Johnson admitted, while the approach mimics real world circumstances, the random sampling has to be taken into consideration.

“On a different day or time of year, our results could have been markedly different,” said Johnson.

While the results of the Sydney study demonstrate the need for improvement, the overall results are actually better than similar surveys conducted in other cities. In the same study conducted for Toronto, Canada; Madrid, Spain; and London, U.K., more than 40% of commercial trash bins contained confidential information from the same cross section of organisations.

“Though the Australian survey results were better than other similar studies, it would be a mistake to consider it acceptable,” added Johnson. “According to the Australian Crime Commission, identity theft is the fastest growing crime in the country. Studies have shown that these criminals often rely on low-tech, untraceable sources of personal information. Dumpster diving is a big part of their trade craft.”

In 2010 and 2011, Australians lost more than $1.4 billion due to personal fraud crimes. The results of the NAID Disposal Habits Study also reflect the findings of the association’s Consumer Awareness Study released in 2012, showing both a lack of awareness and concern regarding Australia’s data protection laws.

Allowing unauthorised access to “personal information about an individual whose identity is apparent, or can reasonably be ascertained” is a violation of Australia’s Privacy Act of 1988 (the Act), which requires private organisations to protect sensitive information. Under the Act, such information could include records on racial or ethnic origin, political opinions, membership of a political association, religious beliefs or affiliations, philosophical beliefs, membership of a professional or trade association, criminal records that are also personal information, health information about individuals, or genetic information about individuals that are not otherwise health information.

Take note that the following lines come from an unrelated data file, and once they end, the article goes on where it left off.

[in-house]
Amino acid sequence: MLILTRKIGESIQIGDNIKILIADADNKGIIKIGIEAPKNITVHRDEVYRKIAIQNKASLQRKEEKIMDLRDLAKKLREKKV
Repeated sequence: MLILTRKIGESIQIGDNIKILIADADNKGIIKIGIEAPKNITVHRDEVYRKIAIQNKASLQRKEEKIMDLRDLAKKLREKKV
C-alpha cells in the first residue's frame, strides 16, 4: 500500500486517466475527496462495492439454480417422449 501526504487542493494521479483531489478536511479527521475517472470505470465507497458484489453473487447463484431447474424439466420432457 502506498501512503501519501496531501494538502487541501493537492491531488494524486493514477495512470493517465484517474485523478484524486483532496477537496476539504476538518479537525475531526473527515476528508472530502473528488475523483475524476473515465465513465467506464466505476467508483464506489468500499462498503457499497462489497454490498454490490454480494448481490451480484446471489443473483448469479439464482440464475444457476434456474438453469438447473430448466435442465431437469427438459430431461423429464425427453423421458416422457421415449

Also, as a result of a new law created in October 2012, the Australian Privacy Commissioner will be able to issue million-dollar fines to government agencies and companies for serious and repeated privacy breaches online. Unfortunately, at this time, there is no similar law to protect citizens from organisations that throw that same information in the trash.

You would expect most organisations looked at in the study, including government offices, to have various policies and procedures in place for dealing with confidential information. However, even if, for example, an office shredder has been provided, busy employees often do not use them because it is inconvenient and time consuming. There is rarely any training or enforcement and, because the organisation would likely never know their rubbish is being used for such sinister purposes, management fails to make it a priority.

In order to be 100% sure no confidential material is inadvertently placed in normal rubbish or recycling bins, a foolproof system is recommended where all material gets securely destroyed before being recycled.

Bob Johnson is the founder and CEO of the National Association for Information Destruction. For the past 19 years, he has been consulting with policy makers and businesses globally on data disposal, data protection legislation, employee compliance strategies and data protection policy development. He is one of the foremost authorities on information destruction in the World. The National Association for Information Destruction’s Mission is to promote the proper destruction of discarded information through education and to encourage the outsourcing of destruction needs to qualified contractors, including those that are NAID certified. ( His Twitter handle is @BobatNAID.

Last modified on Tuesday, 28 May 2013 20:43